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Nevada Wildlife Scientist Captures Mountain Lion’s “Where’s Wally!” Moment

Mountain lions are known as stealth predators, but in most cases they can also escape detection during rest.

The U.S. Fish and Wildlife Service posted a peaceful image of rocks in the grass on Facebook on Tuesday, captioning “Where’s Wally: Mountain Lion in Washoe County, Nevada.”

This image was credited to Jontal, Nevada Science Coordinator for Science Applications in the South West Pacific region of USFWS.

Wildlife conservation scientists in Nevada took this photo in Washoe County and urged the US Fish and Wildlife Service to ask people if they were sharp enough to find a hidden mountain lion.

Given the tan coat of animals, it is easy to speculate that mountain lions must be hiding on the rocks that surround them with yellow grass and weeds.

However, if you look closely, you can see that the animals are actually far from the sun, hiding under the rocks.

Its body is hidden in the shadows, so only the face is visible towards the left side of the image.

A USFWS Facebook visitor had a ball trying to find a hidden mountain lion.

“That little smell is hiding … in a little cave,” wrote a Facebook user.

“I couldn’t miss that cute face! How wonderful they are,” wrote another who found the hidden mountain lion.

Mountain lions, also known as cougars or pumas, can be seen running in the snow.Its unique facial markings helped to reveal the location in the Wally search image (file image).

Mountain lions, also known as cougars or pumas, can be seen running in the snow.Its unique facial markings helped to reveal the location in the Wally search image (file image).

Facebook users quickly found a mountain lion hiding in the shadows under the rock, but some admitted that they had never seen an animal without knowing to look for it.

Facebook users quickly found a mountain lion hiding in the shadows under the rock, but some admitted that they had never seen an animal without knowing to look for it.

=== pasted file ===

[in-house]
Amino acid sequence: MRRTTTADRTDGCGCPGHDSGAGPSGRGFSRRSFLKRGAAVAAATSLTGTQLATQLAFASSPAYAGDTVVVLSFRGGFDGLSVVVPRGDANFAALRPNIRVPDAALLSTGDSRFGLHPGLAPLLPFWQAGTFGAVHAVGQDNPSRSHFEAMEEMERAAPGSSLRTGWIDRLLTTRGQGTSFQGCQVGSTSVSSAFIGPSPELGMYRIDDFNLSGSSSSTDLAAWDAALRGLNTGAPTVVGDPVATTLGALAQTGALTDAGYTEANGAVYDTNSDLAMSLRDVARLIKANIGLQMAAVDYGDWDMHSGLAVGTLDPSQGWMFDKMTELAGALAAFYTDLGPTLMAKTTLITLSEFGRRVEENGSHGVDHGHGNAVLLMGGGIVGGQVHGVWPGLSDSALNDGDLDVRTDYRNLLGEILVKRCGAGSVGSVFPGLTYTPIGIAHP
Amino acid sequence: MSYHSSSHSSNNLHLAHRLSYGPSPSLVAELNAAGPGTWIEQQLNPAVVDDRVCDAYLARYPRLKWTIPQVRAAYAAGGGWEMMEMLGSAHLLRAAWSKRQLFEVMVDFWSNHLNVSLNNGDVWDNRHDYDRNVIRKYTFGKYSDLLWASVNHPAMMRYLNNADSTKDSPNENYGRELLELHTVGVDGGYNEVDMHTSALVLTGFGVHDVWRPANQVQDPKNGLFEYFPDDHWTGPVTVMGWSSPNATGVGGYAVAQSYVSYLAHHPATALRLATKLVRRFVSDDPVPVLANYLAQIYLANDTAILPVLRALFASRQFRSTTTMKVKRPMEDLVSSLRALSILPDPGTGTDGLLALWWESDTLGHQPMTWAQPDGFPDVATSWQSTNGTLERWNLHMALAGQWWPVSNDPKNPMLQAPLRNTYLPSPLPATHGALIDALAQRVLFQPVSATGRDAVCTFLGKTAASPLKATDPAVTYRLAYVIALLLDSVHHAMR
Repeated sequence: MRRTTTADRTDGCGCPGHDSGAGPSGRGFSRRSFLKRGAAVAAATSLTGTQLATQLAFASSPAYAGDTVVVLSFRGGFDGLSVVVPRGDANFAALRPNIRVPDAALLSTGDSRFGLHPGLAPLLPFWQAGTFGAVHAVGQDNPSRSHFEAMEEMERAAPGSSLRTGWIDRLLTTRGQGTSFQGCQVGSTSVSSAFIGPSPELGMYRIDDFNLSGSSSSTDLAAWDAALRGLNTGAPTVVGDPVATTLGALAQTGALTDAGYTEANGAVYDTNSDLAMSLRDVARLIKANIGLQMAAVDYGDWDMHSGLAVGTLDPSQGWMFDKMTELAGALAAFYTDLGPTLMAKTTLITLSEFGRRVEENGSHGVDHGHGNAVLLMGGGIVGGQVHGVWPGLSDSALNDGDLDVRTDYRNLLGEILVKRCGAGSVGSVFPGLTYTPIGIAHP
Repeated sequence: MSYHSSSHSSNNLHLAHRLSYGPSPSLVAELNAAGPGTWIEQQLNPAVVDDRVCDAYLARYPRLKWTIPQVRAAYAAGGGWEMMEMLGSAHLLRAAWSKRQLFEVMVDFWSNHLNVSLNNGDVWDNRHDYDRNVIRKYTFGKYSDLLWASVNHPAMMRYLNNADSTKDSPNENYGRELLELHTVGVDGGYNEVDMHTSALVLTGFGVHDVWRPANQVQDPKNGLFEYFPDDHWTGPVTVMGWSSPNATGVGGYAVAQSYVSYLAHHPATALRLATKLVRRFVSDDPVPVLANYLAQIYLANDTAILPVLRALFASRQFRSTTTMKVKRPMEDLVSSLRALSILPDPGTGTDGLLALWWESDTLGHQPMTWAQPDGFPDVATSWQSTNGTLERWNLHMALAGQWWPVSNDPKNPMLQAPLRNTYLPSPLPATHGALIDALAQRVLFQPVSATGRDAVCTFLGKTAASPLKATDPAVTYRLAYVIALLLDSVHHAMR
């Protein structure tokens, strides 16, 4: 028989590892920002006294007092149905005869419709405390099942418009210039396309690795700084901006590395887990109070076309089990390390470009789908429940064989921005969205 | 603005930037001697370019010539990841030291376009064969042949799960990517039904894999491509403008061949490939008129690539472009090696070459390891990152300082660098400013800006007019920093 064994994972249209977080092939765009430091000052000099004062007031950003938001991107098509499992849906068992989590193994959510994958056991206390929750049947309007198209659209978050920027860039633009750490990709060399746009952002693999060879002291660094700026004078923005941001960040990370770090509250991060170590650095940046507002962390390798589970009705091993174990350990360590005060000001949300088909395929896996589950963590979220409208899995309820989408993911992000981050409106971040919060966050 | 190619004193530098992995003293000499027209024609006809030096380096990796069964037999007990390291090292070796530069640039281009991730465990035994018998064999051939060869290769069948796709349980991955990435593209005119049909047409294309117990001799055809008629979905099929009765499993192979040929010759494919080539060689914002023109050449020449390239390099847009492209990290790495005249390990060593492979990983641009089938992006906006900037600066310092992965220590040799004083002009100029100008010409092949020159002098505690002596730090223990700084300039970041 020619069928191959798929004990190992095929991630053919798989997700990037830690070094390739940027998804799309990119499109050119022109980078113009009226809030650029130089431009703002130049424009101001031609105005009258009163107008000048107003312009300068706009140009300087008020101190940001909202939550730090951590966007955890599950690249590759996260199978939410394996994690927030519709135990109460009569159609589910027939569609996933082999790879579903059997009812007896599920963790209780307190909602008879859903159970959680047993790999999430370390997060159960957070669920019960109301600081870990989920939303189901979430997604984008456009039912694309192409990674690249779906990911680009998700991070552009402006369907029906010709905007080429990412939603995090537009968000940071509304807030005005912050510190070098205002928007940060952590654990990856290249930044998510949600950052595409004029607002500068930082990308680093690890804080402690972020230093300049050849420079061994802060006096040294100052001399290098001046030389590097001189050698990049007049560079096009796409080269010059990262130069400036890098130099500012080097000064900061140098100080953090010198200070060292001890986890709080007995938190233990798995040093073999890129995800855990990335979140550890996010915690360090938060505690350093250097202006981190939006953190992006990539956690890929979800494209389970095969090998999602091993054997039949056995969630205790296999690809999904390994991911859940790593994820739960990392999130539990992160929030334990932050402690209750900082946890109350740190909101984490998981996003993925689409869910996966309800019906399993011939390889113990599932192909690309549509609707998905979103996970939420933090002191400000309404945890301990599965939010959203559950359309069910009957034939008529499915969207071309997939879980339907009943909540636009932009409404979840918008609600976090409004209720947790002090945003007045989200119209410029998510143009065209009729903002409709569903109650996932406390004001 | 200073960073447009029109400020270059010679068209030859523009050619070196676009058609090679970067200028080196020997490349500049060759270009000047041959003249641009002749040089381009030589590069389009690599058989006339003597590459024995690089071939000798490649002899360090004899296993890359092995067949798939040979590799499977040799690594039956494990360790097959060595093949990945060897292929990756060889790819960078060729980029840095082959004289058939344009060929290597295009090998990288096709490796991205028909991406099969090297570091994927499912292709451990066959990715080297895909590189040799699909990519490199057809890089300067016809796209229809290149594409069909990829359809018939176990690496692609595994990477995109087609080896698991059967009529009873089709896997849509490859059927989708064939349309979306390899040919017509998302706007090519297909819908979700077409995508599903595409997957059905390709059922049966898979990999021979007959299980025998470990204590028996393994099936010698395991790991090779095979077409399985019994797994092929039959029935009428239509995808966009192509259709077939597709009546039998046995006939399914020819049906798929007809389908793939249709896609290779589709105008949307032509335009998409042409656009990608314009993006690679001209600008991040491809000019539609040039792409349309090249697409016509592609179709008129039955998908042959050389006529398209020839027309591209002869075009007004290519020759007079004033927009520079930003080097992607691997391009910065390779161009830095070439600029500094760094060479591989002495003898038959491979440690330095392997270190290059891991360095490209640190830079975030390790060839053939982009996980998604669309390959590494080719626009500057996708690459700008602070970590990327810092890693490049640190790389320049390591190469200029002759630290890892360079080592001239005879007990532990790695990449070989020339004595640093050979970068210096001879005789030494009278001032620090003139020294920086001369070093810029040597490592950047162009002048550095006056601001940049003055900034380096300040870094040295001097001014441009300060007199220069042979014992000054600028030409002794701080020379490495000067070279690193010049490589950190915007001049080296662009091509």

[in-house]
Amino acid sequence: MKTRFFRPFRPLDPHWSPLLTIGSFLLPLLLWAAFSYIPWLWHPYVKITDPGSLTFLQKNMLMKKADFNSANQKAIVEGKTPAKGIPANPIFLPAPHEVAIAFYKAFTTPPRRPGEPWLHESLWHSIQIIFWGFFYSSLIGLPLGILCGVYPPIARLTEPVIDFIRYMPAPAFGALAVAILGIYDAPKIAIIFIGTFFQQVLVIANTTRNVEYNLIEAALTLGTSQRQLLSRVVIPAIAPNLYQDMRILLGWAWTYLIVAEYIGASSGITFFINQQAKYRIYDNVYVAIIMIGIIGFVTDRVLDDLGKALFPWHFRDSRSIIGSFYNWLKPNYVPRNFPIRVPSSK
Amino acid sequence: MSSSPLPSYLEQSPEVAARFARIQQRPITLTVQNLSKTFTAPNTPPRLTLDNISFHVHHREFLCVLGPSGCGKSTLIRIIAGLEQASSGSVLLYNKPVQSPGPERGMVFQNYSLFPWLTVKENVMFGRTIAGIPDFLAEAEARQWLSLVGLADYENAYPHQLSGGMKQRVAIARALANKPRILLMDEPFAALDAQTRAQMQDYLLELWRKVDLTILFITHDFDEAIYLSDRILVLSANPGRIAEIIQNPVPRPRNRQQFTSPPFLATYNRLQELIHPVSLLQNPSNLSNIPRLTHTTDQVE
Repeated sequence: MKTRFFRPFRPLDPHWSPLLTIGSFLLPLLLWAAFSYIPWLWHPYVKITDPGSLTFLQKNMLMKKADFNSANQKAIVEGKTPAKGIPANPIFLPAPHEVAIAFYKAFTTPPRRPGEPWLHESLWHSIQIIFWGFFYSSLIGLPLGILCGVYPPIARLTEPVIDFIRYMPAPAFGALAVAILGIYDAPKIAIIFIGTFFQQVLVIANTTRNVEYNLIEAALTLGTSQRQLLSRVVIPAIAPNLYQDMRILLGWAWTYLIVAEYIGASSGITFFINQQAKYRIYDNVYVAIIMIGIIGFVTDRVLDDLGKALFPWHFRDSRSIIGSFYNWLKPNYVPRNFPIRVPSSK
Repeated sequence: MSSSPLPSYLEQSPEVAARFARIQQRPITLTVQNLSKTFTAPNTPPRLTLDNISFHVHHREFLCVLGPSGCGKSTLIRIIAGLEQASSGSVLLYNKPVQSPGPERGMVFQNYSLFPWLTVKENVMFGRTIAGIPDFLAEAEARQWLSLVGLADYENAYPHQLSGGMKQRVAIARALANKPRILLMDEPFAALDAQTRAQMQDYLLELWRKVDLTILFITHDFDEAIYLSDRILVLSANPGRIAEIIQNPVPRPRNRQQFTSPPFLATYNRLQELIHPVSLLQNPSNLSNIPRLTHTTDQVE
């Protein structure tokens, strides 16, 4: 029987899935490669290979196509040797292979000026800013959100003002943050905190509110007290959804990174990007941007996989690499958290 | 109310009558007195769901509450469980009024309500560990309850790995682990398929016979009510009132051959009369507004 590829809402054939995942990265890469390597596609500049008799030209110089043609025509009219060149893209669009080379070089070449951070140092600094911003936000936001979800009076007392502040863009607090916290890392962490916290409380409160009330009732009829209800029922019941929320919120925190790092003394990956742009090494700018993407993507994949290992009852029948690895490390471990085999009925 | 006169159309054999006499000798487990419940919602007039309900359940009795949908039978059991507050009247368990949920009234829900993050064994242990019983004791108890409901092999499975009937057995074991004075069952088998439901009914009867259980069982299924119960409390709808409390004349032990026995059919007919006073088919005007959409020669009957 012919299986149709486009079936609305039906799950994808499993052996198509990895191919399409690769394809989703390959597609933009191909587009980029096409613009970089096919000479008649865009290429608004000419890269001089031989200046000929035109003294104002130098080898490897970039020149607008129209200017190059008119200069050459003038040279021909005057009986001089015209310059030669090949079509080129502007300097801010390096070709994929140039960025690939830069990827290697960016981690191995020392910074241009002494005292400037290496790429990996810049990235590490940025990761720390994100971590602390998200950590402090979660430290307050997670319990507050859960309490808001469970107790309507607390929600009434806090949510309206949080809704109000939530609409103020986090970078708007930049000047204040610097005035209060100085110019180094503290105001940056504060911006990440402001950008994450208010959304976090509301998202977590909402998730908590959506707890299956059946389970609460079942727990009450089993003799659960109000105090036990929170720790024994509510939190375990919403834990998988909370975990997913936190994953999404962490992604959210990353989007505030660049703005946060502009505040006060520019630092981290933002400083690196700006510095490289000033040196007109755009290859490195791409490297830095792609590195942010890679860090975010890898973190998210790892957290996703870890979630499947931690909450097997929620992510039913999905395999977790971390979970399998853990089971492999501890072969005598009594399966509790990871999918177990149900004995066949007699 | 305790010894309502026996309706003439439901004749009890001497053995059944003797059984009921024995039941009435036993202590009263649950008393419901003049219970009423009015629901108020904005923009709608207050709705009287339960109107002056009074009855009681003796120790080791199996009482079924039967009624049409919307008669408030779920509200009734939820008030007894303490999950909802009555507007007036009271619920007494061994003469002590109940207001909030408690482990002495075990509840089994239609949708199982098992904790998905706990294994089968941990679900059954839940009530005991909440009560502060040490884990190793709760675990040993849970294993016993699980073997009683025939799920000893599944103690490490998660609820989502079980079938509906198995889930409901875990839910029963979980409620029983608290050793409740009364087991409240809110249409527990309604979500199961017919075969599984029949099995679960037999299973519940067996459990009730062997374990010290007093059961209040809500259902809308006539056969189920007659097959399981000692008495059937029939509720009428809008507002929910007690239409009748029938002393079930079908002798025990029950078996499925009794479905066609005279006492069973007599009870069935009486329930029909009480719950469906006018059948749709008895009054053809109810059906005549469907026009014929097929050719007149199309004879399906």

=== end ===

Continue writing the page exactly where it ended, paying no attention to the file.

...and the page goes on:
But not everyone found it so easy to find a big hidden cat in the wild.

“I can’t see Mountain Lyon, so it’s going to be a big deal. [sic]…’A Facebook user lamented.

“He’s well hidden. I probably walked right above him,” another Facebook user wrote.

“I missed it at first because I thought it was a New England-style stone wall. Those rocks are huge,” admitted Facebook users.

“You led us into the water and told us it was wet. How many people found a cat without a prompt?” Another cat spotter wondered.

Male mountain lions grow 8 feet long from nose to tail and have shoulder widths of 30 inches, while females tend to be 3-4 inches shorter and 12 inches shorter. .. Wildlife says.

The average male mountain lion in Nevada weighs about 137 pounds and a female weighs 98 pounds. Mountain lions weigh up to 180 pounds, but are rare, according to the Wildlife Service.

“Prefer densely covered and rocky rugged terrain, but it also occurs in desert areas,” the agency said. “The two most important elements of a lion’s habitat are hunting meat. It is the source of the cover. ”

In the pamphlet, the agency said, “People rarely glance at wild mountain lions,” and that lonely animals rarely attack people.

“The death toll in North America was less than 12 in more than 100 years,” accompanied by attacks by mountain lions, often young lions who were forced to hunt on their own without living in established areas.

People hiking where mountain lions live are encouraged to make a lot of noise, stay away from the creatures, and slowly retreat instead of chasing them so as not to surprise them. I will.

When a mountain lion approaches, it looks big and tries to throw things, rather than crouching or crouching. Small children also need to be picked up from the ground, and if necessary, people need to stand upright and fight back. Mountain lions are known to be so scared of their prey.

Nevada Wildlife Scientist Captures Mountain Lion’s “Where’s Wally!” Moment

Source link Nevada Wildlife Scientist Captures Mountain Lion’s “Where’s Wally!” Moment

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